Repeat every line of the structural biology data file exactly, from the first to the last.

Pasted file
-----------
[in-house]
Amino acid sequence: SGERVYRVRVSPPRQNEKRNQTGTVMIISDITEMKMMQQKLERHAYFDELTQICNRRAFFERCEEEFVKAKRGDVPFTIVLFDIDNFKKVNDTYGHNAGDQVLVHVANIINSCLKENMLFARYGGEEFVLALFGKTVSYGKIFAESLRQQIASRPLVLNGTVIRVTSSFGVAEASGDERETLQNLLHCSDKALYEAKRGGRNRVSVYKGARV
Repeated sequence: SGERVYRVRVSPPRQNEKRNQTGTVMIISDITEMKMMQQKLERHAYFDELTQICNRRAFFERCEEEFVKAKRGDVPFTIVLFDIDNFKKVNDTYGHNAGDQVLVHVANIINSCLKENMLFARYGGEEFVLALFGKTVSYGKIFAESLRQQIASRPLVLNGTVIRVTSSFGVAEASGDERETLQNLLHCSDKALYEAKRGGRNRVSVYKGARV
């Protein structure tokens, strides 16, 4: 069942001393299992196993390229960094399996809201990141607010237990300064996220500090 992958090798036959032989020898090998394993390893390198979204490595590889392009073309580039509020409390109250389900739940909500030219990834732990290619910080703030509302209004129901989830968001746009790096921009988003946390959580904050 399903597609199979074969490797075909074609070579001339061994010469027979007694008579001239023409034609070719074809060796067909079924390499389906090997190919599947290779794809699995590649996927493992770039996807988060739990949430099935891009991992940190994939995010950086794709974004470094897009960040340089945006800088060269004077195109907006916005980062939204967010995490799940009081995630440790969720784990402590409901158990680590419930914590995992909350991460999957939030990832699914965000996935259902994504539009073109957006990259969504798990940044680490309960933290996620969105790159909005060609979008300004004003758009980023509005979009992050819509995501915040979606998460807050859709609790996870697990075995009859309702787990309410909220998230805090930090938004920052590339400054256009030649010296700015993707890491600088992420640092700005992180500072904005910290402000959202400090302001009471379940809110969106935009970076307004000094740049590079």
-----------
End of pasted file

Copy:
[in-house]
Amino acid sequence: SGERVYRVRVSPPRQNEKRNQTGTVMIISDITEMKMMQQKLERHAYFDELTQICNRRAFFERCEEEFVKAKRGDVPFTIVLFDIDNFKKVNDTYGHNAGDQVLVHVANIINSCLKENMLFARYGGEEFVLALFGKTVSYGKIFAESLRQQIASRPLVLNGTVIRVTSSFGVAEASGDERETLQNLLHCSDKALYEAKRGGRNRVSVYKGARV
Repeated sequence: SGERVYRVRVSPPRQNEKRNQTGTVMIISDITEMKMMQQKLERHAYFDELTQICNRRAFFERCEEEFVKAKRGDVPFTIVLFDIDNFKKVNDTYGHNAGDQVLVHVANIINSCLKENMLFARYGGEEFVLALFGKTVSYGKIFAESLRQQIASRPLVLNGTVIRVTSSFGVAEASGDERETLQNLLHCSDKALYEAKRGGRNRVSVYKGARV
């Protein structure tokens, strides 16, 4: 069942001393299992196993390229960094399996809201990141607010237990300064996220500090 992958090798036959032989020898090998394993390893390198979204490595590889392009073309580039509020409390109250389900739940909500030219990834732990290619910080703030509302209004129901989830968001746009790096921009988003946390959580904050 399903597609199979074969490797075909074609070579001339061994010469027979007694008579001239023409034609070719074809060796067909079924390499389906090997190919599947290779794809699995590649996927493992770039996807988060739990949430099935891009991992940190994939995010950086794709974004470094897009960040340089945006800088060269004077195109907006916005980062939204967010995490799940009081995630440790969720784990402590409901158990680590419930914590995992909350991460999957939030990832699914965000996935259902994504539009073109957006990259969504798990940044680490309960933290996620969105790159909005060609979008300004004003758009980023509005979009992050819509995501915040979606998460807050859709609790996870697990075995009859309702787990309410909220998230805090930090938004920052590339400054256009030649010296700015993707890491600088992420640092700005992180500072904005910290402000959202400090302001009471379940809110969106935009970076307004000094740049590079």